Mayer, Dr. William: Oral History

Dr. William Mayer is a physician in McComb, Mississippi, who has lived in the town for over 60 years. He is a native of Shelby, Ohio, where he lived until he received his medical degree. He speaks fondly of his childhood. He graduated from Shelby Public School System in Ohio. He earned his Bachelors of […]


McComb, Mississippi, was one of the main battlegrounds for the struggle for civil rights in the United States. The 1950s set the stage for the Mississippi Movement, and the pivotal years for the state and McComb came in the 1960s. In 1961 local NAACP leaders teamed with Robert Moses, a young activist with SNCC (Student […]

McComb City Hall

The student walkout from Burglund High School ended at the steps of City Hall by the Broadway entrance, where 116 people were arrested.

McDew, Charles “Chuck”: Oral History

Charles “Chuck” McDew participated in the civil rights movement in many parts of the American South, including Mississippi. He was a pivotal movement activist in the Student Nonviolent Coordinating Committee (SNCC). In this interview, he begins by discussing segregated seating laws in the South versus elsewhere. He then describes the Greensboro sit-ins. He concludes by […]

McGee, Joyce: Oral History

Joyce McGee talks about her education at Burglund High School and race relations in McComb while growing up. She speaks on her and her father’s involvement. Aside from her family’s involvement with the civil rights movement, Joyce talks about the community’s response to civil rights workers. McGee closes with her perspective of present-day racial relations […]

Monley, Queene Campbell: Oral History

While not heavily involved with the Civil Rights Movement, Queene Campbell Monley was there to witness her sister’s treatment as a participant in the Burglund High School walkout. She provides a look at how the actions of activists and the social tensions and issues present during the Civil Rights Era affected her relatives. Part one […]

Nicholas, Jessie Divens: Oral History

Jessie Divens Nicholas is a native of McComb, Mississippi. She grew up with her three siblings and her mother. Her father died in the army. Her mother, Ruth Divens, worked as a business woman, which allowed her to encourage her children to participant in the Civil Rights Movement during the 1960s. Her mother would house […]

Noble Cleaners

The entire Nobles family was active throughout the McComb Movement. Mr. Ernest Nobles’s establishment was one of the most active gathering places for SNCC workers. He opened his business to the Movement and assisted workers by transporting them, allowing them to use the telephone, and, when necessary, hiding them among the racks of clean clothes. […]

Owens, Webb and Dock

The Owens family’s interest in Civil Rights was well known throughout McComb. Mrs. Beulah Owens was secretary of the McComb NAACP. When Webb Owens, a retired railroad worker, returned home in 1961, he immediately became involved in the Movement. He assisted SNCC workers in organizing efforts by soliciting donations of food and money for Movement […]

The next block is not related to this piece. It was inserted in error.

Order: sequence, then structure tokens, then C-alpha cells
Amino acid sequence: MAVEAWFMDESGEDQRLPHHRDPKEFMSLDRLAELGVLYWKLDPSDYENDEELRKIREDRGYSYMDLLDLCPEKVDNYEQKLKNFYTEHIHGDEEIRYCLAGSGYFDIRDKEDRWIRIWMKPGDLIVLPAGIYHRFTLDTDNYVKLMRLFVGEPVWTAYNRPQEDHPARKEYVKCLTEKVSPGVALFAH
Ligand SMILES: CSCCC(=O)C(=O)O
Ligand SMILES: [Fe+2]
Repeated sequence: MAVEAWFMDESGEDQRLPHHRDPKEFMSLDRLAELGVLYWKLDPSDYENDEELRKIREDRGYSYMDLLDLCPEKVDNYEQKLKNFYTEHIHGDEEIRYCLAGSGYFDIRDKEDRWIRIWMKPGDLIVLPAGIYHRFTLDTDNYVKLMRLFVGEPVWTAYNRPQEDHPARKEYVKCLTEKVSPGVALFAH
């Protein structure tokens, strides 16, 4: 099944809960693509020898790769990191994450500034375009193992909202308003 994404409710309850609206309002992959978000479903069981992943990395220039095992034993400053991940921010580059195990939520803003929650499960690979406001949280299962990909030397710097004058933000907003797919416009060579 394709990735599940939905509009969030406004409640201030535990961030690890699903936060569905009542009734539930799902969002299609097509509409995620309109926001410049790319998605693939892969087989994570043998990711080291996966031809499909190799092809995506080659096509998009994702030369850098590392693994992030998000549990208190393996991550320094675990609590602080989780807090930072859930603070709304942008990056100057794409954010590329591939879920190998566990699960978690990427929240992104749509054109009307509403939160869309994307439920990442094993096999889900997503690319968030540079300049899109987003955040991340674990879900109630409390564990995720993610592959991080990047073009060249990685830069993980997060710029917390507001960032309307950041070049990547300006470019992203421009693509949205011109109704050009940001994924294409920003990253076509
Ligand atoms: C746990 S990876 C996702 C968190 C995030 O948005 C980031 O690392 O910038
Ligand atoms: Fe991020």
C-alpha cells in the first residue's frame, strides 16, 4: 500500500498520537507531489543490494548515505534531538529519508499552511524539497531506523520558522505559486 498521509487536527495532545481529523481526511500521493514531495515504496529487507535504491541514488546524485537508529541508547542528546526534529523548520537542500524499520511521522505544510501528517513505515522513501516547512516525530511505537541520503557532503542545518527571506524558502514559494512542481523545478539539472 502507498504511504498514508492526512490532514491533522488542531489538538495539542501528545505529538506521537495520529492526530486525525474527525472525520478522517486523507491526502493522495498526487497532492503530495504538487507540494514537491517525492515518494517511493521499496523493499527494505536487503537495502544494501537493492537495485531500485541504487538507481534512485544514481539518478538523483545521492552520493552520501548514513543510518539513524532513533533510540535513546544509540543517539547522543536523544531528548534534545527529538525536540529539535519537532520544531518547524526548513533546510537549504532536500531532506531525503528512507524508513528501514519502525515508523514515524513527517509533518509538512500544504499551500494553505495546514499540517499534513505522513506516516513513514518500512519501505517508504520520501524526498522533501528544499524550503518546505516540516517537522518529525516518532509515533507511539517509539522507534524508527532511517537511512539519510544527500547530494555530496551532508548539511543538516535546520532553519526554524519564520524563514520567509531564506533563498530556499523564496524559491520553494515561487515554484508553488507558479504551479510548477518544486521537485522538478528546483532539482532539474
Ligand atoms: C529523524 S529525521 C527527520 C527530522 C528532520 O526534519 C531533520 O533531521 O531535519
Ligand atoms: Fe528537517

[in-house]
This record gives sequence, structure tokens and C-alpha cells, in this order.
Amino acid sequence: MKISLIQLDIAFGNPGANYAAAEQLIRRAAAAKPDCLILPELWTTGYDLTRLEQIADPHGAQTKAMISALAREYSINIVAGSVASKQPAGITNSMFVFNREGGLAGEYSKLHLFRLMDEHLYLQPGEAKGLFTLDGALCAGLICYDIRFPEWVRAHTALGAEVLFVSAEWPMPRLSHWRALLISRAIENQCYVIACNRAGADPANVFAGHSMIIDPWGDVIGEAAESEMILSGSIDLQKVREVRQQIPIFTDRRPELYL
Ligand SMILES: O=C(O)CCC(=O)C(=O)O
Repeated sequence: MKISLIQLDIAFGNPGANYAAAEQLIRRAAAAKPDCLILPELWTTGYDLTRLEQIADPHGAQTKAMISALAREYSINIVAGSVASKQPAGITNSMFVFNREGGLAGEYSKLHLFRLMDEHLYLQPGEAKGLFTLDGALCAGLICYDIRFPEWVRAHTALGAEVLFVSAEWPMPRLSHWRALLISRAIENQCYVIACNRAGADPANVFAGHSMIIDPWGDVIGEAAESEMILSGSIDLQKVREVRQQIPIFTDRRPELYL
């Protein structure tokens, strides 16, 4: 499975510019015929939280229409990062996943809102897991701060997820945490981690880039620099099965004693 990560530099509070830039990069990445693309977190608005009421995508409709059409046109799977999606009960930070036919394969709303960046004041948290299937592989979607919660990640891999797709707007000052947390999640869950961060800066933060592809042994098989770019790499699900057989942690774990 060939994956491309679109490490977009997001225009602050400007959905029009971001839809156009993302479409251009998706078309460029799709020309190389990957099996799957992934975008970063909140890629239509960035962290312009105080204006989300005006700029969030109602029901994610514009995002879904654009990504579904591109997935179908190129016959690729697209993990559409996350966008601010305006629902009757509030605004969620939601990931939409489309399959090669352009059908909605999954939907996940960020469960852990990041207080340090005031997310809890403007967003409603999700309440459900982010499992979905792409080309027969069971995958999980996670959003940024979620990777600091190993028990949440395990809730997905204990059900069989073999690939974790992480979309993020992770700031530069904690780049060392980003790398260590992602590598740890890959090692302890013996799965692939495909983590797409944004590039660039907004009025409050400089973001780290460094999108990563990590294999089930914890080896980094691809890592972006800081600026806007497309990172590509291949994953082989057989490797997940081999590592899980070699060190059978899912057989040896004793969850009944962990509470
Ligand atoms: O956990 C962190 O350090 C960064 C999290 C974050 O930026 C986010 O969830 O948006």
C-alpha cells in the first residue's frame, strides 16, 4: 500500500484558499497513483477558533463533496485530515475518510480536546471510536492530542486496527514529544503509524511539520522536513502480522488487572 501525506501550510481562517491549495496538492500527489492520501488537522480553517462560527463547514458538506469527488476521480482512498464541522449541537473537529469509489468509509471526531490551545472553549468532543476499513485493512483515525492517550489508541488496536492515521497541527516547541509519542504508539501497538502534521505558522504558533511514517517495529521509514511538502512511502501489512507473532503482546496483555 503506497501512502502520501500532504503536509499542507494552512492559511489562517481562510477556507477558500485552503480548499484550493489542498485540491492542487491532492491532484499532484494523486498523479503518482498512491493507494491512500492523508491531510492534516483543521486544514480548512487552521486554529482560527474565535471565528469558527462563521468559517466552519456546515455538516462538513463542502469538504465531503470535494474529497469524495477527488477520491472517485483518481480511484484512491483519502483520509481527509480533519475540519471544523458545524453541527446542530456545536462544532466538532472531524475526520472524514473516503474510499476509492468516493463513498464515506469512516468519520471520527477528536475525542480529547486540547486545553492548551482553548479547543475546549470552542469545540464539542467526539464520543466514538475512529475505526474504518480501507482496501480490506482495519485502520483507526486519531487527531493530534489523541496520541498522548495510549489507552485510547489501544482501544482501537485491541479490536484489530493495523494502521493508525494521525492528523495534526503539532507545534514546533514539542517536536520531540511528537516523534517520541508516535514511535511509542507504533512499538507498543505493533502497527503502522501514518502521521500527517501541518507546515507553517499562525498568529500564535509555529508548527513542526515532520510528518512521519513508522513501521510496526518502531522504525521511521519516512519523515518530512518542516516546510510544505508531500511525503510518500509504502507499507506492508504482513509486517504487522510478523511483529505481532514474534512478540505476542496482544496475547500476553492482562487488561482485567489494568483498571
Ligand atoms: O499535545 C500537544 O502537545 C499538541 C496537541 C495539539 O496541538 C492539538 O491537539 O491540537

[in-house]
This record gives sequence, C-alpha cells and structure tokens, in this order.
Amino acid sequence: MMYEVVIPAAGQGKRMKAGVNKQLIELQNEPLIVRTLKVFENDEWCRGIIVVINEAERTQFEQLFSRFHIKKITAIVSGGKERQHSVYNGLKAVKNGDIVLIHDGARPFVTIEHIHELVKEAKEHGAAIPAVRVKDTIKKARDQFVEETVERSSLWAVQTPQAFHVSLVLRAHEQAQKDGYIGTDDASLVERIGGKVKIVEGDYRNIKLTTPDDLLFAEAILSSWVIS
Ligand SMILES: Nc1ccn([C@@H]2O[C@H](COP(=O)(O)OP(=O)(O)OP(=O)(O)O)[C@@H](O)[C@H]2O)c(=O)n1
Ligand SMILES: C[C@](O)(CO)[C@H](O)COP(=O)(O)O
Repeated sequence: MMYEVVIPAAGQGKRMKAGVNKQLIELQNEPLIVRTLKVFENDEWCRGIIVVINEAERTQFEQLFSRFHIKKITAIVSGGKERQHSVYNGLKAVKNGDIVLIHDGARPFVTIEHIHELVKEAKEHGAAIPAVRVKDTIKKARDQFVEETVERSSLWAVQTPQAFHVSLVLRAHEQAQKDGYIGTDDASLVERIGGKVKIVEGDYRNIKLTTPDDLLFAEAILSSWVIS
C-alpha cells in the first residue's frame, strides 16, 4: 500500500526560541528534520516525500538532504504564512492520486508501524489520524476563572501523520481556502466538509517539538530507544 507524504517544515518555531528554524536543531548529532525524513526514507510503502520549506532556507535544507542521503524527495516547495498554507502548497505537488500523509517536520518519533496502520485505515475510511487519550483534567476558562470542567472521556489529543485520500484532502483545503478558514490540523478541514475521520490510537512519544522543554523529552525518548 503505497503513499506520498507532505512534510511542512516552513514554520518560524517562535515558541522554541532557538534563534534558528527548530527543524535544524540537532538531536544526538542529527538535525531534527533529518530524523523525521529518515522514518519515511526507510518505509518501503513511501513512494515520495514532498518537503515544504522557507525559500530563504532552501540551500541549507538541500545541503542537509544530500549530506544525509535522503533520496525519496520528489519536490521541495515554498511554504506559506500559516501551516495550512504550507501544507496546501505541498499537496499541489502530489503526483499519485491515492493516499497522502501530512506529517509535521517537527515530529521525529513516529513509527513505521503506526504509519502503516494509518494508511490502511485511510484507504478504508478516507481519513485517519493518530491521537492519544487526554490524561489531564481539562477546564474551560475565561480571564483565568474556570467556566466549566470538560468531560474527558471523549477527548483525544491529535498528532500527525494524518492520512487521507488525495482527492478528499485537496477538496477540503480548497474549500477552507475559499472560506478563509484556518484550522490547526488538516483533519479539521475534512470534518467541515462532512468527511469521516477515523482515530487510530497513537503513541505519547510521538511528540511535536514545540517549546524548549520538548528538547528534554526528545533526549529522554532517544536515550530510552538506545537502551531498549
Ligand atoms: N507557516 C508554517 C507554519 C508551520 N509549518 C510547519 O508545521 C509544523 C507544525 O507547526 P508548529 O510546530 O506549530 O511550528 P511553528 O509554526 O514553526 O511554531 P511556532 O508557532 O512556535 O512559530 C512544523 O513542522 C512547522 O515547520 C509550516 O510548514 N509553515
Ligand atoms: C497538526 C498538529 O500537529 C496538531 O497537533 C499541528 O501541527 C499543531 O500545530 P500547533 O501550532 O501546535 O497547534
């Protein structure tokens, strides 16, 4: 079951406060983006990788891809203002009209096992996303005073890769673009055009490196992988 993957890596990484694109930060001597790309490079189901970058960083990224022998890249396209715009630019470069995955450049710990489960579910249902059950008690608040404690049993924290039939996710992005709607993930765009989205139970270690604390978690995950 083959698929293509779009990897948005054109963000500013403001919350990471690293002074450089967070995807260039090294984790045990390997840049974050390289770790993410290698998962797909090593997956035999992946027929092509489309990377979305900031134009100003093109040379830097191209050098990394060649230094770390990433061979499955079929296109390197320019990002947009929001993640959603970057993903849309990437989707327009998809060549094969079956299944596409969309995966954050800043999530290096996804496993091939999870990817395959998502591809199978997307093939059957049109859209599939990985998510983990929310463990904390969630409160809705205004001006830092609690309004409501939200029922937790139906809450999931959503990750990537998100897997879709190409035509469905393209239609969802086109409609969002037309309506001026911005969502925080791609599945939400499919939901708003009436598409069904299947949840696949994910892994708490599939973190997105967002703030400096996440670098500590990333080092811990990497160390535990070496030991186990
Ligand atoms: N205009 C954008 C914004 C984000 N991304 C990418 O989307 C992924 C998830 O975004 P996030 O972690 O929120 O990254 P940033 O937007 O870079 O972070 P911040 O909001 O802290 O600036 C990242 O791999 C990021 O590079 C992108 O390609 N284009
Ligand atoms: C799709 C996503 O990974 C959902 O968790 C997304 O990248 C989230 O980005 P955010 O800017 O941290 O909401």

Pike – Documents

McComb Daily Journal 9.19.1935

Quin, Alyene

Mrs. Alyene Quin, or Mama Quin, as she was affectionately called by SNCC workers, owned a small business establishment on Summit Street which became a center of civil rights activity in the McComb Movement. Threats against her home business came in response to her strong leadership in the Movement. Mrs. Quin’s home was bombed on […]

Rembert, Emily: Oral History

Emily Rembert is a native of McComb, Mississippi, and was young during the civil rights movement. Her mother worked at a nursing home, and her father worked on the railroad and had a printing office in his home, where Rembert was an assistant. Her childhood was wonderful at home; however, outside of her home, she […]

Society Hill Missionary Baptist Church

Society Hill has a history of activism, with Rev. Ed Taylor as pastor and C.C. Bryant as deacon. The church helped Bob Moses with voter registration efforts and was targeted for its link to the McComb Movement. The current church was built after the original wood-frame building was destroyed by a bombing on September 20, […]

St. Paul United Methodist

St. Paul United Methodist Church was the first church in McComb to open its doors to the McComb Movement. Beginning in 1961, St. Paul was a principal meeting place for voter registration training and Movement meetings. During the summer of 1961 it was the location of McComb Freedom School. That fall, St. Paul served as […]

Summit Street District

The Summit Street District was a vibrant area of African-American businesses. It included the Lyric Theatre, whose building housed Holmes Ice Cream Parlor on the north side and Holmes Drug Store on the south side. North of the theatre was Holmes Pool Shack and Holmes Chicken Shack. Both places were used as meeting places of […]

The Freedom House Complex

The SNCC Workers Freedom House Complex was a trio of houses on Wall and Denwiddie Streets owned by Mrs. Willie Mae Cotton and Mr. Antoine AcNulty. Mrs. Cotton had opened her home to SNCC workers early in the Movement. In preparation for the 1964 Summer Project, she extended housing to additional workers, and later that […]